A&A 492, 787-803 (2008)
The secrets of T Pyxidis
II. A recurrent nova that will not become a SN IaP. Selvelli1, A. Cassatella2, R. Gilmozzi3, and R. González-Riestra4
1 INAF – Osservatorio Astronomico di Trieste, via Tiepolo 11, Trieste, 34143 Trieste, Italy
2 INAF-IFSI, via del Fosso del Cavaliere 100, 00133 Roma, Italy, and Dipartimento di Fisica, Universita' Roma Tre, 00146 Roma, Italy
3 European Southern Observatory, Karl-Schwarzschild-Str 2, 85748 Garching bei München, Germany
4 XMM-Newton Science Operations Centre, ESAC, PO Box 78, 28691 Villanueva de la Cañada, Madrid, Spain
Received 25 July 2008 / Accepted 1 October 2008
Aims. We compare the observed and theoretical parameters for the quiescent and outburst phases of the recurring nova T Pyx.
Methods. IUE data were used to derive the disk luminosity and the mass accretion rate, and to exclude the presence of quasi-steady burning at the WD surface. XMM-NEWTON data were used to verify this conclusion.
Results. By various methods, we obtained ~ 70 and ~ 1.1 10 yr-1. These values were about twice as high in the pre-1966-outburst epoch. This allowed the first direct estimate of the total mass accreted before outburst, = , and its comparison with the critical ignition mass . We found and to be in perfect agreement (with a value close to 5 10 ) for M1 ~ 1.37 , which provides a confirmation of the thermonuclear runaway theory. The comparison of the observed parameters of the eruption phase, with the corresponding values in the grid of models by Yaron and collaborators, provides satisfactory agreement for values of M1 close to 1.35 and log between -8.0 and -7.0, but the observed value of the decay time t3 is higher than expected. The long duration of the optically thick phase during the recorded outbursts of T Pyx, a spectroscopic behavior typical of classical novae, and the persistence of P Cyg profiles, constrains the ejected mass to within 10-5-10 . Therefore, T Pyx ejects far more material than it has accreted, and the mass of the white dwarf will not increase to the Chandrasekhar limit as generally believed in recurrent novae. A detailed study based on the UV data excludes the possibility that T Pyx belongs to the class of the supersoft X-ray sources, as has been postulated. XMM-NEWTON observations have revealed a weak, hard source and confirmed this interpretation.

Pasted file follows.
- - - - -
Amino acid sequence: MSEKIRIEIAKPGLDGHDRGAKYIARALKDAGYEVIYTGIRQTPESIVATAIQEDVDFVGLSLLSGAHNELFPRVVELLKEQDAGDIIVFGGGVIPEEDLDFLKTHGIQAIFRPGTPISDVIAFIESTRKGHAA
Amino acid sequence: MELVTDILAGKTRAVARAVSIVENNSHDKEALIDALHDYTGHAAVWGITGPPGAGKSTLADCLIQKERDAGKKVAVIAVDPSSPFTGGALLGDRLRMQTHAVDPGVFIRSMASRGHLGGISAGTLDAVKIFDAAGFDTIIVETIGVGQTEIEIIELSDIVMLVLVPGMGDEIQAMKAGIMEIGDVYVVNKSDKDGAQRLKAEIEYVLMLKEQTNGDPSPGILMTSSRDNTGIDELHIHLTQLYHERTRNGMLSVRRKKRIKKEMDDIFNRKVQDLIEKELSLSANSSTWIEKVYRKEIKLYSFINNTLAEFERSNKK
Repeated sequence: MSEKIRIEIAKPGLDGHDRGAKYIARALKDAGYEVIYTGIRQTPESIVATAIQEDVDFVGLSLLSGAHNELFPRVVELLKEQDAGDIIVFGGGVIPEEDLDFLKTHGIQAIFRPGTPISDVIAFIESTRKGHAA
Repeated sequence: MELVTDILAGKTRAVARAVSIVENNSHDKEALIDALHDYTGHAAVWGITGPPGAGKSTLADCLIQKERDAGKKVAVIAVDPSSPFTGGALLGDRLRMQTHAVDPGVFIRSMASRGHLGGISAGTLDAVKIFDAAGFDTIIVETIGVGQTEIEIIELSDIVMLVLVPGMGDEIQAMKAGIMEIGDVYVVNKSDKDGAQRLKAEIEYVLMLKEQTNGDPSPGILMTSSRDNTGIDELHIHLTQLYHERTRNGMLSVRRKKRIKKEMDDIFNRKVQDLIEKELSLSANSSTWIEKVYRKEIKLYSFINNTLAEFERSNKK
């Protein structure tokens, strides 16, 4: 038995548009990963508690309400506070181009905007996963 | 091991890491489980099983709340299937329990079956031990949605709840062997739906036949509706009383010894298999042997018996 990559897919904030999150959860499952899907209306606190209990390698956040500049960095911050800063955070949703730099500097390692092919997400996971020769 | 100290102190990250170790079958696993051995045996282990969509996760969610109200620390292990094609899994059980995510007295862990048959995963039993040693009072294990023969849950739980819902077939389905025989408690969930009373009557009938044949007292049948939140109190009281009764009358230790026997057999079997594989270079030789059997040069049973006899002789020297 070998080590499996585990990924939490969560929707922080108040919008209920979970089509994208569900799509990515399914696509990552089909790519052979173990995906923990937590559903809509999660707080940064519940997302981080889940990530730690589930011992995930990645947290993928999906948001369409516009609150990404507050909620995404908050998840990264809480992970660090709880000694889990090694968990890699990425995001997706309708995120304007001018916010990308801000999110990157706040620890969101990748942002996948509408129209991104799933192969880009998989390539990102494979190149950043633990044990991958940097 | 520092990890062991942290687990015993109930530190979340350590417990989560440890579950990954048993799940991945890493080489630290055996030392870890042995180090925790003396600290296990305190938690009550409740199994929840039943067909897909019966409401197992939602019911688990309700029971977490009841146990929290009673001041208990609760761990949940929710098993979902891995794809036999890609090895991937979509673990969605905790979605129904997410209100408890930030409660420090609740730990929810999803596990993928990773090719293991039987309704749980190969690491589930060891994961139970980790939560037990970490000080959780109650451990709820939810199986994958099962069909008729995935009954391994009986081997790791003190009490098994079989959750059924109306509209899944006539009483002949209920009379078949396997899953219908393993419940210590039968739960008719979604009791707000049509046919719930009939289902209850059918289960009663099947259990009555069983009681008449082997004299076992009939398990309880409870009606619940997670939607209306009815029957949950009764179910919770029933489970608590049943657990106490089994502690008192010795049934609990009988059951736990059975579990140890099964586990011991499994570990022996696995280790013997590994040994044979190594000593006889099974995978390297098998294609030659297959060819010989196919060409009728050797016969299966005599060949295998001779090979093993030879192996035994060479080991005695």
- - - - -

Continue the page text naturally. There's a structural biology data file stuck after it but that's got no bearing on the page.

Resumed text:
Key words: stars: novae, cataclysmic variables -- stars: supernovae: general -- X-rays: binaries -- ultraviolet: general
© ESO 2008